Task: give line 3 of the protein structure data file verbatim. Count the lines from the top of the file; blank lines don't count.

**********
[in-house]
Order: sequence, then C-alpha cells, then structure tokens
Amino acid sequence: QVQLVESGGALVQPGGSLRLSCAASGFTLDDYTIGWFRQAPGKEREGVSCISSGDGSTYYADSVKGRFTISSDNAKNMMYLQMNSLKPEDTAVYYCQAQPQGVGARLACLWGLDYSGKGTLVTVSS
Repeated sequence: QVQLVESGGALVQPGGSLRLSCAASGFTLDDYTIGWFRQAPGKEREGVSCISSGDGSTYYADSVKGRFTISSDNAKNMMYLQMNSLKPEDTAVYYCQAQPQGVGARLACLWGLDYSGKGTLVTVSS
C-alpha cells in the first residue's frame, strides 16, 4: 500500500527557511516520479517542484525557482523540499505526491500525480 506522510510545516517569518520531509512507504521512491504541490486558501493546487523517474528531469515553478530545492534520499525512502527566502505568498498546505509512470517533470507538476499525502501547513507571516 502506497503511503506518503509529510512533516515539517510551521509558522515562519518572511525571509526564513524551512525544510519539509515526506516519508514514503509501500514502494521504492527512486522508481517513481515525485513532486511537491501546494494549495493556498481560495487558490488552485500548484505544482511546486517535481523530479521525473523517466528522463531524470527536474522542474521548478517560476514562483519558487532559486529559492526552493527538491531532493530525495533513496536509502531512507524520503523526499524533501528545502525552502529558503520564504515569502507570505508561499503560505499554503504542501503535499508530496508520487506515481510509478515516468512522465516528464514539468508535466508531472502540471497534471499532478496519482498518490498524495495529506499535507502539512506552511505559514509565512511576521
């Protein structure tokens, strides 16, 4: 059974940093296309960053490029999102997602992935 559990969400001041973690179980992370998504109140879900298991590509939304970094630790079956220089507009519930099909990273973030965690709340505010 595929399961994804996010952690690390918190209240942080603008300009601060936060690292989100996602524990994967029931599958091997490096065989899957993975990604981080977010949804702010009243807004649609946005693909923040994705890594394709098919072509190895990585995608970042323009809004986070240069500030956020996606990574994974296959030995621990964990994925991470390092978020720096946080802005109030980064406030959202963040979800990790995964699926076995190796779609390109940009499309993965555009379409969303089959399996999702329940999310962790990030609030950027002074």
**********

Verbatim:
Amino acid sequence: QVQLVESGGALVQPGGSLRLSCAASGFTLDDYTIGWFRQAPGKEREGVSCISSGDGSTYYADSVKGRFTISSDNAKNMMYLQMNSLKPEDTAVYYCQAQPQGVGARLACLWGLDYSGKGTLVTVSS